After Judy Dixon and I collaborated on Sudoku, she recommended I create simpler versions for children, or for adults who have never played Sudoku before. Blindfold Sudoku is based on a 9 by 9 grid; it amazes me that visually impaired people can solve these types of puzzles without using the screen. instead they keep all of the relevant rows and columns and squares in their head, as they move to the solution.
To get started playing Sudoku, I don’t recommend tackling the 9 by 9 grid; Sudoku Mini uses a 4 by 4 grid, so it’s much, much easier.
The first version was just like the 9 by 9 game: several of the cells on the grid are already filled out, and you have to complete the rest of the grid so that a number appears only once in each row, column and 2 by 2 square. The 2 by 2 squares are in the upper left, upper right, lower left and lower right.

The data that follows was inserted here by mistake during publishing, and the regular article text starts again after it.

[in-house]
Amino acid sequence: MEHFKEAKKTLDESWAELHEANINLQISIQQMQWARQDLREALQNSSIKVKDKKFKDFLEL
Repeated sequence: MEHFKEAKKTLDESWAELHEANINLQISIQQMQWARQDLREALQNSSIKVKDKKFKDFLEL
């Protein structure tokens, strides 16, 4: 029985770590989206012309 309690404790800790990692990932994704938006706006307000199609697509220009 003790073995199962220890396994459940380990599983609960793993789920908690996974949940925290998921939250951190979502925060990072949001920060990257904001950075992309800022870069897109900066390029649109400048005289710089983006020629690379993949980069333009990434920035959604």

The game is navigated like solitaire: you move within the 4 by 4 grid by flicking left, right, up or down, and the game tells you the number in the grid, and whether or not that number is part of the original puzzle, or was your guess. To place your guess into a cell, you tap the screen twice, and it pops up a keypad for you to enter the number for the cell you are in. If you aren’t sure, you can put several guesses into that cell, and then later, when you know for sure, remove the incorrect choice. If you guess violates the puzzle rules, the app makes a honking sound, and rejects your guess.
Since Judy and I thought children would like the game too, we came up with including animal sounds, and animal names. For example, one variant of the 4 by 4 Sudoku game is played with a dog that barks, a cow that moos, and frog that ribbits, and a horse that neighs. Another variant says dog, cow, frog or horse for each cell.
Surprisingly, gamers of all ages like the fun sounds in Sudoku Mini. We are planning on doing a 6 by 6 Sudoku, but we’re waiting for more people to request it.